Another Rugby Championship, another All Black triumph.
As usual, the Springboks mauled the Pumas, fell asleep against the Wallabies, and fell in the last minute to a Barrett brother. The Wallabies panicked against New Zealand, yet were cool as cucumbers against South Africa, and underwhelmed in the first Argentina Test. The Argies tried to get into the picture, and then the state, but failed. They need more Malbec; less Chocobares.
The All Blacks just kept scoring five tries a Test or so, until they ran into the Boks, but by then, it didn’t matter. All they needed was a boot. And a boot they got.
And so, it was another Kiwi-held trophy to go with their eternal Bledisloe Cup. With fictitious trophies invented to mollify the other three teams, this strange tournament features all three of the top three in the world, yet is pre-ordained due to the spoiler results Nos 2 and 3 tend to come up with, along with the occasional surprise by the Pumas.
This does not mean the competition lacks for other excitements.
First, the age old debate of which Barrett is the best Barrett. Jordie, he of the raccoon hair arrangement, has staked a strong claim to preeminent Barrett. He can catch, he can make goals, he breaks tackles, he’s tall, and he is cool under pressure. He has taken the BBB from Barrett, who is now simply called Beauden Barrett. Scooter is still third. But Beaudy has his chance at the Gold Coast, to break Bok hearts.
1B is who the best Ioane is, but that is pretty much settled.
1C is who will be the best player with a name starting with Mc. Bench players Sean McMahon versus Damian McKenzie square off. Very different players. Odds on Sean.
Next, who will end up beating the most defenders? Samu Kerevi (on 19) or Akira Ioane (18) or Marika Koroibete (16) or Jordie BBBB (16)? Stated otherwise, is Kerevi the most dangerous backline player in the world after the untimely-hurt Cheslin Kolbe? Can he be tackled first time if he is in that mood?
Which team will end up with the least socks pulled up? The favourite at the moment is the Wallabies, who get extra points for shinniness, because of their bareshinned skipper.
Lineouts: a topic unto itself. Lood de Jager, when lifted by Eben Etzebeth and Frans ‘Malbec’ Malherbe, is approximately the height of a giraffe on stilts, and about as graceful. He has claimed three more lineouts than his closest rival. Can he end up with more lineout catches than the All Blacks score tries (about 26-27 likely)?
Pablo Matera, the most active tackler (with 62 so far) went to a spa and couldn’t come back. This gives two other Pumas a crack, including Messrs Bertranou and Montoya, of catching him. Can they do it? And will the winning tackle of the tackle total table be of Kerevi?
Another hot topic is whether the total tries scored by Australia, South Africa, and Argentina, combined, can match or exceed New Zealand’s tries. This puzzle is actually a lot about whether every single Barrett and Ioane score a try, or just one or two.
The All Blacks have now scored 17000 points. Approximately 10000 were in Bledisloes. Give or take a few thousand.
Often they offload. This tournament, the All Blacks and Wallabies have offloaded fixty-six times more than the Pumas and Boks.
Deoxyribonucleic acid is the most commonly reiterated chemical term by Team Bok. Try to find an interview in which DNA goes unmentioned by Jacques Nienaber and the players selected for press conferences. Some of them smile as they slowly speak each letter. “DNA” is the most repeated term by Nienaber and his flyhalf Handre Pollard, followed by the execrable word ‘processes.’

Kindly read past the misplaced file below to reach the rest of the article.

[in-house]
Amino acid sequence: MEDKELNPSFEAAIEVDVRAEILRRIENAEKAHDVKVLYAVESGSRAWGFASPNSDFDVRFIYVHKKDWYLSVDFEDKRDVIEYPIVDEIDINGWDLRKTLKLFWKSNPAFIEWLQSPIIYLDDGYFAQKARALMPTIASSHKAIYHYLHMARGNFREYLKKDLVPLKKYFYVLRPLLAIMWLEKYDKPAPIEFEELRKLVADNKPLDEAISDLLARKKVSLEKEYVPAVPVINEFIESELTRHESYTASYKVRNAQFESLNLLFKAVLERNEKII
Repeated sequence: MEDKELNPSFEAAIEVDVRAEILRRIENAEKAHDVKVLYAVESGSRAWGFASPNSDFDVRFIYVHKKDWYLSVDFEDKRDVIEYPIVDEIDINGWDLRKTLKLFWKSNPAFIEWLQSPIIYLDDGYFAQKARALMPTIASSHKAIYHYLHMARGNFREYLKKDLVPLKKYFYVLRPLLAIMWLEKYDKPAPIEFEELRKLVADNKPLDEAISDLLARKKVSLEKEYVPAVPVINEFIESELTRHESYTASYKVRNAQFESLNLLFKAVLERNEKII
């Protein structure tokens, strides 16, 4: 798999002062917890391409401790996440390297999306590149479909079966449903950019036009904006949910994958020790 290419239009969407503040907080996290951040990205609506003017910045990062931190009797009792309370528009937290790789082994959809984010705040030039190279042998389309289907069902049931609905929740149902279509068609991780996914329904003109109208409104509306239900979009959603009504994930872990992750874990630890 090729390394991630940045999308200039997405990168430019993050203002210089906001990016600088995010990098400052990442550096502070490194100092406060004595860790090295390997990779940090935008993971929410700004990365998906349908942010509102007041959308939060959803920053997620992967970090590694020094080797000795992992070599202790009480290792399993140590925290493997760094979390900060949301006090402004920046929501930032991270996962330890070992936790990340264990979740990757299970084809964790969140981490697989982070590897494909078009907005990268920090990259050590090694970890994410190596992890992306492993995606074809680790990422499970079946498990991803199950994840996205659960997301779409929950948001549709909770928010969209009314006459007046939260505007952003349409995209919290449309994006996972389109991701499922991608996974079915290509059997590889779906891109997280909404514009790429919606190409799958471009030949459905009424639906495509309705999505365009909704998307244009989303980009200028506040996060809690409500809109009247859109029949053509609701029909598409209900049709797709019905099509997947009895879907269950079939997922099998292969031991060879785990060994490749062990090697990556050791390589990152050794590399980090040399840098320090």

Say “Execute our processes and trust in our DNA” several times. You will automatically box kick.
Nienaber gave the shortest answer in this version of the Championship when asked if the Boks would stop boxing. “I don’t think so.”
Dramatic tension also surrounds whether the Boks, if they are attacking the All Black try line, will attempt the first box kick ever into the in-goal area from 5 metres out.
For the most mixed team in world rugby (seven players of colour start the last match for the Boks in the Championship) the subject of DNA could be considered a strange topic. But this is the theme they align on. It’s a process. A structure.
Retshegofaditswe Noche starts at prop. He is definitely the best Retshegofaditswe ever to have played the game. Is he, however, the longest first-named player in history? He goes by Ox but runs like a stallion, if the stallion was squeezed into the body of a warthog.
Box office would have been Ox and Tupou running full speed into each other, alternately.
For Wallaby fans, the question is will Quade Cooper ever wake up and realise he is 33. Or is that why Greg ‘John’ Holmes is in the team? To make Quade feel young, again?
Also, what was missing in Brisvegas that caused renowned blogger and influencer Pablo Matera to go south and try to find health in New South Wales?
The Great Mustache War continues with Jasper the Unfriendly Ghost Wiese up against Peaky Blinder Nic White. Massive edge to White for fullness, shape, and homage to saloonkeepers in years past.
Can Aussie writers write about the Wallabies without using the word ‘dawn.’ Has it dawned on them that Dave Rennie was not nuts when he said “if we would stop panicking, we could run the All Blacks close?” He was right then, and now, when he says he is grumpy after wins.
All in all, this will be the typically anticlimactic end to the Rugby Championship. The Wallabies will likely ease to a modest win. The All Blacks won’t drop the ball 24 times. The Boks will only win if they start to love space as much as time.
And yet, one cannot help but look forward to these little battles and mysteries.
Will the Ox be gored? Will Scooter read Bongi or will Lood read Codie?
Can Andrew Kellaway continue his dream season and become the Bachelor?
When did Kerevi learn to pass? So well!
Will the lost Pumas find their way back to Brisbane?